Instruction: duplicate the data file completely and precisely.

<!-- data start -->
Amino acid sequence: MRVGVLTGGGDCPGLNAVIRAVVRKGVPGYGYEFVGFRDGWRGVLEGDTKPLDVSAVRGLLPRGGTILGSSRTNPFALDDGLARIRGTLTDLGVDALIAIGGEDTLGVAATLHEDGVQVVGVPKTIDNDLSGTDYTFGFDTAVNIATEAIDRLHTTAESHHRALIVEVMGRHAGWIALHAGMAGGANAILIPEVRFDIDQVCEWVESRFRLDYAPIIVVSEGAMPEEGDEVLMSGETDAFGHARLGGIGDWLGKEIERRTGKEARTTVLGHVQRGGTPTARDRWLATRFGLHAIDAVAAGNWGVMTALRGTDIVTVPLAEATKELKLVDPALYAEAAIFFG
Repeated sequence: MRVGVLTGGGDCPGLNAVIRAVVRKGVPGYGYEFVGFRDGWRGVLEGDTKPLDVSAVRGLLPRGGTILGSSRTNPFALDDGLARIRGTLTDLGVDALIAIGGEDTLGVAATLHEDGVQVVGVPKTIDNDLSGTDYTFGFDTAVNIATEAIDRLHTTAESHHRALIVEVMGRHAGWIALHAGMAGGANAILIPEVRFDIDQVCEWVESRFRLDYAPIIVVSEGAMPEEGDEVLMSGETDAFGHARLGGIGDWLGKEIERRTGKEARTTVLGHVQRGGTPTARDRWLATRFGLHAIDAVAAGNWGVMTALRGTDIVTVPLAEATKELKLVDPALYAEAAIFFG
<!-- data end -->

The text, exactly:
Amino acid sequence: MRVGVLTGGGDCPGLNAVIRAVVRKGVPGYGYEFVGFRDGWRGVLEGDTKPLDVSAVRGLLPRGGTILGSSRTNPFALDDGLARIRGTLTDLGVDALIAIGGEDTLGVAATLHEDGVQVVGVPKTIDNDLSGTDYTFGFDTAVNIATEAIDRLHTTAESHHRALIVEVMGRHAGWIALHAGMAGGANAILIPEVRFDIDQVCEWVESRFRLDYAPIIVVSEGAMPEEGDEVLMSGETDAFGHARLGGIGDWLGKEIERRTGKEARTTVLGHVQRGGTPTARDRWLATRFGLHAIDAVAAGNWGVMTALRGTDIVTVPLAEATKELKLVDPALYAEAAIFFG
Repeated sequence: MRVGVLTGGGDCPGLNAVIRAVVRKGVPGYGYEFVGFRDGWRGVLEGDTKPLDVSAVRGLLPRGGTILGSSRTNPFALDDGLARIRGTLTDLGVDALIAIGGEDTLGVAATLHEDGVQVVGVPKTIDNDLSGTDYTFGFDTAVNIATEAIDRLHTTAESHHRALIVEVMGRHAGWIALHAGMAGGANAILIPEVRFDIDQVCEWVESRFRLDYAPIIVVSEGAMPEEGDEVLMSGETDAFGHARLGGIGDWLGKEIERRTGKEARTTVLGHVQRGGTPTARDRWLATRFGLHAIDAVAAGNWGVMTALRGTDIVTVPLAEATKELKLVDPALYAEAAIFFG